This is the first post of a 3 part series. This post first appeared on The Navigator Blog, from CompassLearning. 

Long gone are the days of blackboard-, overhead projector-, and pencil-limited classrooms. Today’s teachers, students, and parents are wired to a seemingly limitless world that goes far beyond just Minecraft, Candy Crush, and Angry Birds. Exciting, engaging learning using the Internet and social media sites is just a click away … unfortunately, so are a lot of sketchy characters, questionable content, and inappropriate behavior bolstered by a false sense of anonymity.

So, while using the Internet and social media in K-12 classrooms is opening up a magnificent world of exploration, collaboration, and deeper learning, it’s also opening up Pandora’s Box. Consequently, all of us in the education community have a tremendous obligation to help our students clearly understand what it means to be part of a virtual community – how to be safe, respectful, and responsible — how to be good digital citizens.

First and foremost, students should be encouraged to only participate in age-appropriate activities; for guidance on that look to the Children’s Online Privacy Protection Act (COPPA). Sensitivity to technology access – or lack thereof – is also paramount when using online tools to enhance learning. Additionally, we need to teach students safe ways to engage online and with whom NOT to engage.

Consider enlisting a group of your students to create a classroom ”digital honor code.” This type of co-development will help students feel a sense of ownership of the expected conduct.

They can turn to … well, the Internet … as can educators and parents, for help finding resources regarding online safety and acceptable behaviors. Common Sense Media is one of many terrific resources. The organization’s mission is to improve the lives of kids and families by providing the trustworthy information, education, and independent voice they need to thrive in a world of media and technology.

One of the insightful entries that caught our attention on their site is their five tips to help teens create a virtual world they can be proud of:

Think before you post or text – A bad reputation could be just a click away. Before you press the “send” button, imagine the last person in the world who you’d want seeing what you post.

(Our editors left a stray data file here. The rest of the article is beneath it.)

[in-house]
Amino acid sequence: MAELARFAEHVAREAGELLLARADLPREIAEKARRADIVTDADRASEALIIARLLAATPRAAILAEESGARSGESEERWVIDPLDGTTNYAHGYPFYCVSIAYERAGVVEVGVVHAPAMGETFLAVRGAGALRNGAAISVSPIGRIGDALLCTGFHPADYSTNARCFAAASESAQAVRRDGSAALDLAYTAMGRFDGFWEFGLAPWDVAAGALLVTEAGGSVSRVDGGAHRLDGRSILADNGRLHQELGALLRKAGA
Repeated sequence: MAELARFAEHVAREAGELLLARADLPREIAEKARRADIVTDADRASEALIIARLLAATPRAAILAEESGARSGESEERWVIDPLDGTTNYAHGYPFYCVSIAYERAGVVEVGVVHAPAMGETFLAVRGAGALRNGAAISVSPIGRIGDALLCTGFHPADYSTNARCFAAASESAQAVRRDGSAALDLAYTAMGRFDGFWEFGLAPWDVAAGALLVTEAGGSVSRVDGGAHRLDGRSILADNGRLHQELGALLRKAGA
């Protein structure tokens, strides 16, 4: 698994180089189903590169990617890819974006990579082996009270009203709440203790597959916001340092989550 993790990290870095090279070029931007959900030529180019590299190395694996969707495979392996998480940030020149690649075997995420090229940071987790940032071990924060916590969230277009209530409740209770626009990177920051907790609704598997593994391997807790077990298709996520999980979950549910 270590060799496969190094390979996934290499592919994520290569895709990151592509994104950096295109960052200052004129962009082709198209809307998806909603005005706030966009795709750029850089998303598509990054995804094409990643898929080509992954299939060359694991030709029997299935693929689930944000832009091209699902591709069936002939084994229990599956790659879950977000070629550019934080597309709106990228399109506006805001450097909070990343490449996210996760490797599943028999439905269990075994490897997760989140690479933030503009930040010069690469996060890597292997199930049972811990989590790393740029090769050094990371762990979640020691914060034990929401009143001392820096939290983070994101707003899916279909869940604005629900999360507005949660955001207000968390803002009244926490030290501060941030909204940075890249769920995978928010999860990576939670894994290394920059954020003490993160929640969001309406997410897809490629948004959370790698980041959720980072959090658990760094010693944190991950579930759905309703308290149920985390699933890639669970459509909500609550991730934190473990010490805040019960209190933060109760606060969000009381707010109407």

What goes around comes around – If you want your privacy respected, respect others’ privacy. Posting an embarrassing photo or forwarding a friend’s private text without asking can cause unintended hurt or damage to others.

Spread heart, not hurt – If you wouldn’t say it in person, don’t say it online. Stand up for those who are bullied or harassed, and let them know that you’re there for them.

Give and get credit – We’re all proud of what we create. Illegal downloading, digital cheating, and cutting and pasting other peoples’ stuff may be easy, but that doesn’t make it right. You have the responsibility to respect other people’s creative work – and the right to have your own work respected.

Make this a world you want to live in – Spread the good stuff. Create, share, tag, comment, and contribute to the online world in positive ways.

Finally, don’t forget about all the valuable education software solutions out there, many of which have already done the work for you by culling and compiling safe, educational Web sites. For example, our own Renzulli Learning boasts a database of more than 40,000 secure and vetted resources your students can use to deepen and extend their learning.

How do you promote good digital citizenship among your students? Share your ideas in the Reply field below. For Part Two of our Internet Learning series in which we’ll delve into some of our favorite ideas for using the Internet and social media for teaching and learning. And, in Part Three, we’ll share Internet safety and responsibility ideas for parents.

 

Kathi Whitley

Kathi Whitley is a Marketing/Communications Specialist at Compass Learning. She received her bachelor’s in journalism from the University of Texas at Austin and hasn’t left The Lone Star State since. She and her husband Allen are active members of the Alpha (Austin) chapter of the Epsilon Nu (Empty Nesters) Paternity, with one daughter, Kara, studying Management Information Systems at University of Georgia, and the other, Emma, pursuing a degree in Journalism from Texas Tech.
CompassLearning is a Getting Smart Advocacy Partner.

LEAVE A REPLY

Please enter your comment!
Please enter your name here